“Each January the Sundance Film Festival attracts the most innovative storytellers and adventurous audiences to a 10 day celebration of the best independent film-making of our time.”
My family – we are movie lovers. It’s become a tradition to hop on a plane and hang together over a long winter weekend in Salt Lake City, Utah. To celebrate films and to revel in the sometimes edgy, complex and often peculiar independent voice of Sundance.
The festival spans across categories: US Dramatic Competition, Premiers, Spotlight, World Cinema Documentary Competition and New Frontier. There’s a big beautiful catalogue with a short description for each movie – but as indie film making goes, movies wrap days before the festival and things change after the catalogue goes to press. Bottom line – choosing what to see is highly intuitive.
Here’s a sampling of how we sundanced:
Emanuel And The Truth About Fishes – Director: Francesca Gregorini (Hyperstylized and often darkly humorous film)
Who Is Dayani Cristal – Director: Marc Silver ( the story of one migrant who found himself in a deadly stretch of AZ desert known as “the corridor of death” )
Don Jon’s Addiction – Director: Joseph Gordon-Levitt (A new kind of romantic comedy)
The Square – Director: Jehane Noujaim (hard realities faced by people working to build Egypt’s new democracy)
The Stories We Tell – Director: Sarah Polley (Personal Documentary)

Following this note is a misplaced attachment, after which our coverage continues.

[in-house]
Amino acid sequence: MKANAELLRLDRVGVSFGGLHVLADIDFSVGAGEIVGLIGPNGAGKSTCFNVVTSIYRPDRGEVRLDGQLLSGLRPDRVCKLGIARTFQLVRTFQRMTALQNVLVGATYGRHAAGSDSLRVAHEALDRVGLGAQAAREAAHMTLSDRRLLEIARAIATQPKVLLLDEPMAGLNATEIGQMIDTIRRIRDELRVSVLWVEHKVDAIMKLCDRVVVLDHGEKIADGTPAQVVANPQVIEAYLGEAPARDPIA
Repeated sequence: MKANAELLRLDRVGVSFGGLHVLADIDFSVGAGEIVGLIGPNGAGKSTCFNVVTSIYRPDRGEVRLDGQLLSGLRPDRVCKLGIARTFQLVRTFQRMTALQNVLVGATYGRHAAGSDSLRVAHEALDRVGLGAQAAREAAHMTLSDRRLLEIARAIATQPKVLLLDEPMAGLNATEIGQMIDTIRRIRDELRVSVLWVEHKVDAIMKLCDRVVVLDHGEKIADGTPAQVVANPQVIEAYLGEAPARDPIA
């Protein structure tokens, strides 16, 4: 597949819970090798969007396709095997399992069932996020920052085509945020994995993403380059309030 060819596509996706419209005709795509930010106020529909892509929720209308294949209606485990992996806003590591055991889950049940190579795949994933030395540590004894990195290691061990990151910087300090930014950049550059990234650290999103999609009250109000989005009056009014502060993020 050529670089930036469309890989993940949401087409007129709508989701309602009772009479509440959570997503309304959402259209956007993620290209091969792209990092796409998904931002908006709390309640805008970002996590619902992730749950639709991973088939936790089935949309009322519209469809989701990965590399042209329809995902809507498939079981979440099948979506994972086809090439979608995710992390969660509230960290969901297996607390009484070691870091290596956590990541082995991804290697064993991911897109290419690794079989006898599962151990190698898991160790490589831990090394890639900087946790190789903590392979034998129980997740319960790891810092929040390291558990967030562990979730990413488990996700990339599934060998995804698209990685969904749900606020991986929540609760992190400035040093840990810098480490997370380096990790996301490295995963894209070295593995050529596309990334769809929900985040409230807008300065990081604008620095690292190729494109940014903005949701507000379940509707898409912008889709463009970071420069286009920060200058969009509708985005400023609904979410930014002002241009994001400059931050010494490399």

It’s also a spectacularly entertaining horse race – movie deals are made and big wigs like Harvey Weinstein come with their bank rolls and begin 10 days of acquisitions. As they did with TWENTY FEET FROM STARDOM, a story of backup singers in popular music (Weinstein’s first purchase of the festival) – or IFC Doc division scoring THE SUMMIT, a harrowing account of scaling K2 – and Showtime Cinema picking up the Alex Gibney documentary HISTORY OF THE EAGLES – multiple offers and million dollar financing turns an independent film festival into a high-stakes power-play.
(Video is crap but the sound is good. Give it a listen.)
In the end, it is the indie spirit that makes me smile. Founder Robert Redford states that Sundance started as a mechanism for the discovery of new voices and new talent. A a close knit team of artists, activists and friends fused together by a fierce vision and a story – driven by a stick-to-it-tiveness that defies all odds. As was the case with KILL YOUR DARLINGS – an eleven year film making odyssey about the less explored chapter of the Beats, directed by John Krokidas and co-written with his bestie Austin Bunn.
Awe. Brilliant. Really, really brilliant.